4 mins read

The Evolution of AI in Healthcare

4 mins read

Artificial Intelligence and Machine Learning have managed to penetrate most industries in multiple aspects, and although most suggestions for the way forward have been regarding improvements in tech, particularly concerning automation, one industry that has far-reaching implications with the introduction of AI would be healthcare. The ideal future holds the possibility of patients walking in and out of diagnosis with zero paperwork or physical transactions.


Current State

AI and machine learning are already transforming healthcare as we speak. With precise, efficient, timely, and impactful interventions in the diagnostic process, AI has already established itself as a potentially powerful tool in healthcare.

The most common thread across most medical conditions, be it chronic diseases or cancer, is data. The complexity and volume of the data available in healthcare empower AI in several different ways, from predicting outcomes to assessing risks or even deducing conditional dependencies.

“Financially, the economic world seems to realize the importance of AI in healthcare. In 2020, the global AI in the healthcare market was valued at 4.9 billion USD, with AI-based healthcare startups raising over 2.5 billion USD in 2021. By 2024, that number is expected to grow almost tenfold to 45.2 billion USD, with a compound annual growth rate of close to 45%, and by 2026, it would have saved more than its own worth in terms of finances.”

In terms of practical applications, AI is not (and might never be) capable of replacing human involvement, aka doctors and nurses. However, AI is being actively deployed across several other areas of healthcare.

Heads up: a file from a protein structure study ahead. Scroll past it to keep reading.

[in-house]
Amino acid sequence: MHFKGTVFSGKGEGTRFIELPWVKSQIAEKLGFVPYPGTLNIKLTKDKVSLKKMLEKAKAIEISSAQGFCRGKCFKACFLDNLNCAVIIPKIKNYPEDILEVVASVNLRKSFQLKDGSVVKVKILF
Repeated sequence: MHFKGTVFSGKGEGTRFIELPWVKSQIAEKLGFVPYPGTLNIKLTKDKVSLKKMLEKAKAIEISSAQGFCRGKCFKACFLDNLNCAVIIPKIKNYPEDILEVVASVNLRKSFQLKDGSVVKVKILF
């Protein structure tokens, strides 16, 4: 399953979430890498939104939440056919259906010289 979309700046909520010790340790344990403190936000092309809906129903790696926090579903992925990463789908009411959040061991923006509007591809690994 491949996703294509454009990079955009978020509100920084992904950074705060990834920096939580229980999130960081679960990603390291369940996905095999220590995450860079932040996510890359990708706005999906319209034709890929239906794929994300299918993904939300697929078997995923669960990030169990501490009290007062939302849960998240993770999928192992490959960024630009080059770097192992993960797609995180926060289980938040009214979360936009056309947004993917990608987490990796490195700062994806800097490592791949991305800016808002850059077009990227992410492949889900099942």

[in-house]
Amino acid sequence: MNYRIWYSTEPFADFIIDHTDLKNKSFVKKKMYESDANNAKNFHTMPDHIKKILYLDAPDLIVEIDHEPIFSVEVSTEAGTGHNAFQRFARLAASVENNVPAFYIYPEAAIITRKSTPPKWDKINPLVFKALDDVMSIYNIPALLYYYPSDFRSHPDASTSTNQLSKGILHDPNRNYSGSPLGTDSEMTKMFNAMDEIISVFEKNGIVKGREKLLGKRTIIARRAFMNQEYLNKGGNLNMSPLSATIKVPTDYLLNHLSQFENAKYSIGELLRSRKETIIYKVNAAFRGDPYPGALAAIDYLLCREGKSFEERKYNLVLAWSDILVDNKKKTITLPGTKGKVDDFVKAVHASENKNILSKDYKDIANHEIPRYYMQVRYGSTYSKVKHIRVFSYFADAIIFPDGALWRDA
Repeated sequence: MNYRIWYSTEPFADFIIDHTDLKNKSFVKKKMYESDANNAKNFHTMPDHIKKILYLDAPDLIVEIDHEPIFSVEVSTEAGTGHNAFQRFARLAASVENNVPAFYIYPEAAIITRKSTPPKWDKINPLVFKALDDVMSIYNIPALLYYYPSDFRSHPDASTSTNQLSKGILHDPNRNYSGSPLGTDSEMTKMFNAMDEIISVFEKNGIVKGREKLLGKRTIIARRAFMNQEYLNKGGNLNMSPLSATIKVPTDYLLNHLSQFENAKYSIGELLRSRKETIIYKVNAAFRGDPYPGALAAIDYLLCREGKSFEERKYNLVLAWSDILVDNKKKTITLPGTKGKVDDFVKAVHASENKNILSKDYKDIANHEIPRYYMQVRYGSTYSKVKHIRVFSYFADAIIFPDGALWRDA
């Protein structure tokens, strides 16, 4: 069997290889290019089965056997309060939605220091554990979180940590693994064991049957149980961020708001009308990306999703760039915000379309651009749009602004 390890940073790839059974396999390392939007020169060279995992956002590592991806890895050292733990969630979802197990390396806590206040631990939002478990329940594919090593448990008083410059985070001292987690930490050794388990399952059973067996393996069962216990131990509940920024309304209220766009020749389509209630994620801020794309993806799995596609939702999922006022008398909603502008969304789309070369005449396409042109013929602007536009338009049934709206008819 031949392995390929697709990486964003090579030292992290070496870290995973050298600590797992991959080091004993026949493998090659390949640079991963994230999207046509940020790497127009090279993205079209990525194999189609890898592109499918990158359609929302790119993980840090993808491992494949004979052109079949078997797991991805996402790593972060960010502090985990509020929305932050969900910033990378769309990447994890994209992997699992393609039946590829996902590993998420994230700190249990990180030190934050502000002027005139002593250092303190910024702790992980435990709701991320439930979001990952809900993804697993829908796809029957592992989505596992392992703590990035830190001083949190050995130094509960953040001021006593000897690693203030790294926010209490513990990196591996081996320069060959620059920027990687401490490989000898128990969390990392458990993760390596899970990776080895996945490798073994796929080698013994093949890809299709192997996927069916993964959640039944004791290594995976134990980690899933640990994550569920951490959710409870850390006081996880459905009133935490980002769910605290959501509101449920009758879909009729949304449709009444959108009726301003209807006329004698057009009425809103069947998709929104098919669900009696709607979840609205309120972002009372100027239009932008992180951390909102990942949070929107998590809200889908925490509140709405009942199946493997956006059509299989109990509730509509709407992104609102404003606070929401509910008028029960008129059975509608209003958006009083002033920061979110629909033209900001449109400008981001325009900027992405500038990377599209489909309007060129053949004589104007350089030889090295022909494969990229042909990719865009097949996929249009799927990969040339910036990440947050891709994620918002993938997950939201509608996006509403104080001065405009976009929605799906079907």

Applications of AI in Healthcare:

Predicting Disease Outbreaks

Technologies to monitor data and predict disease outbreaks already exist. This is often done using real-time data sources (social media, historical online information, and so on). Malaria outbreaks have been predicted with artificial neural networks by analyzing rainfall, temperature, number of cases, and so on.

Personalized Treatment and Behavioral Consultation

The Low Carb Program (a digital therapy from Diabetes Digital Media) helps people with type 2 diabetes and prediabetes to reverse their condition and place them into remission. The app tracks the users’ health and offers personalized education by simultaneously learning from individual users and monitoring the wider community’s progress. Most members who complete the program reduce medication dependency, annually saving over 1000 USD per patient in medication “deprescription”. The app also places the condition into remission for 26% of its users who complete the program.

Drug Discovery

The use of machine learning in preliminary drug discovery can conduct initial screening of drug compounds, or predict success rates of drugs based on biological factors. This includes R&D discovery technologies (for instance, next-generation sequencing). These drugs don’t need to be pharmacological in their appearance either. Digital technology and the amount of real-world patient data used for it are providing solutions to conditions that were previously regarded as chronic and progressive.

Provision of Follow-Up Care